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July 22, 2008

Vietnam currency drops on fuel price rise

Heavy demand for dollars pushed the Vietnamese dong down by 4.5 percent in black market deals on Monday, as locals feared a fresh spurt in inflation after the government raised fuel

prices by as much as a third, reported Reuters.

Offshore forwards trading priced in a deeper fall in the dong in one-year's time compared with levels on Friday.

Selling dollars for dong is unlawful in Vietnam unless conducted by authorised dealers and banks. Many locals however approach gold shops and money changers to illicitly buy dollars.

"People want to safeguard their wealth against expected higher inflation," a black market dollar dealer said.

One dollar was changing hands for 17,500 dong on the black market, 4.5 percent weaker than 16,700 levels earlier in the day before fuel prices were raised.

"The dollar could go up to as much as 18,000 dong this week as people feel the heat from the higher fuel prices," a private currency dealer said.

In the official market, the dong was traded around 16,700 per dollar, within the 2 percent trading band prescribed by the central bank around a mid-point it sets daily. It set the mid point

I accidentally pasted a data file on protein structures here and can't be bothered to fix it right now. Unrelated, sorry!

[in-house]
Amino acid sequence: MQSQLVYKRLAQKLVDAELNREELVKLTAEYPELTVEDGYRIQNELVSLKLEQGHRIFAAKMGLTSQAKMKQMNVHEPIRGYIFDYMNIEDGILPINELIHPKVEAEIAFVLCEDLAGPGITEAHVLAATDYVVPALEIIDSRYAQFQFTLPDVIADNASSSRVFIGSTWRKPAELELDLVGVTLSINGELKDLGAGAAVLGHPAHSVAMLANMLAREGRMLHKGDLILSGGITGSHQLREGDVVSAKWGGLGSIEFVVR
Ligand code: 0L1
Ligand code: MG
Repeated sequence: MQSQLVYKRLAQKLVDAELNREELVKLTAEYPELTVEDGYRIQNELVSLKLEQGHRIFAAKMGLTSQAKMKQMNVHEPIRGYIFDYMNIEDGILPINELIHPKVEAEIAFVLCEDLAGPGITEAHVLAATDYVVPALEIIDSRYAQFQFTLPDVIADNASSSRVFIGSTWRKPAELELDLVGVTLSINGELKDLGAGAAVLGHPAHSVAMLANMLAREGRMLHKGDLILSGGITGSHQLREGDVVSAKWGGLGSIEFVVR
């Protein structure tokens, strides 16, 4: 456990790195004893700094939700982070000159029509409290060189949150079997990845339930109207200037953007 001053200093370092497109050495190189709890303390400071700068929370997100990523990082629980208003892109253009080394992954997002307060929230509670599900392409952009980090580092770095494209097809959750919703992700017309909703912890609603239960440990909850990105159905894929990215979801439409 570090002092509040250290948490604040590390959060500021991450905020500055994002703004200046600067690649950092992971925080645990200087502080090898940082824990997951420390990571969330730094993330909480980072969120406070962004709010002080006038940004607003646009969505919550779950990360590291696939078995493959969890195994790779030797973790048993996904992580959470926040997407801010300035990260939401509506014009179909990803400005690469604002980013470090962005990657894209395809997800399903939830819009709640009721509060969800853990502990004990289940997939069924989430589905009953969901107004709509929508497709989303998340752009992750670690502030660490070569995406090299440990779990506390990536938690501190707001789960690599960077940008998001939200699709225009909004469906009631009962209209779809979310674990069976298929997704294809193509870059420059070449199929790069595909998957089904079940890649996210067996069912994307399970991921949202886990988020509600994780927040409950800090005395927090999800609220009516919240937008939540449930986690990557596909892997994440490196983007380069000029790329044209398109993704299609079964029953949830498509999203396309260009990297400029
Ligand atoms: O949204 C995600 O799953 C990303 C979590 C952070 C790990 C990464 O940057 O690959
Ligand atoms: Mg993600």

on Monday at 16,500 dong per dollar.

The official market and the black market had nearly converged last week, as the central bank's efforts to clamp down on the black market, intervention to defend the dong and restrictions

on banks had led lifted sentiment. The dong had been transacted for as low as 19,000 in the black market in June.

But analysts expect Monday's increase in fuel prices to push Vietnam's annual inflation rate above 30 percent. It hit an annual rate of 26.8 percent in June as food prices soared and has

been in double digits for eight consecutive months.

In the offshore non-deliverable forwards market, the dong weakened to 19,150 per dollar in the one-year tenor, pricing in a 14 percent depreciation. On Friday, the offshore market had

priced in a less than 10 percent drop in the dong in 12 months.

In a related story, DPA news agency reported that Vietnam government  raised retail gasoline prices by 31 percent Monday to reduce state fuel subsidies and bring local prices in line

with international levels, local media said.

The Ministry of Finance announced the decision at a press conference Monday morning. Fuel trading companies will be allowed to raise the price of A92-grade gasoline from 14,500

dong ($0.86) to 19,000 dong ($1.13) per litre, reported the news website

Prices of kerosene will rise 44 percent to 20,000 dong (1.19 dollars) per litre, while diesel fuel will rise 14 percent to 15,950 dong (94.9 cents) per litre, the website said.

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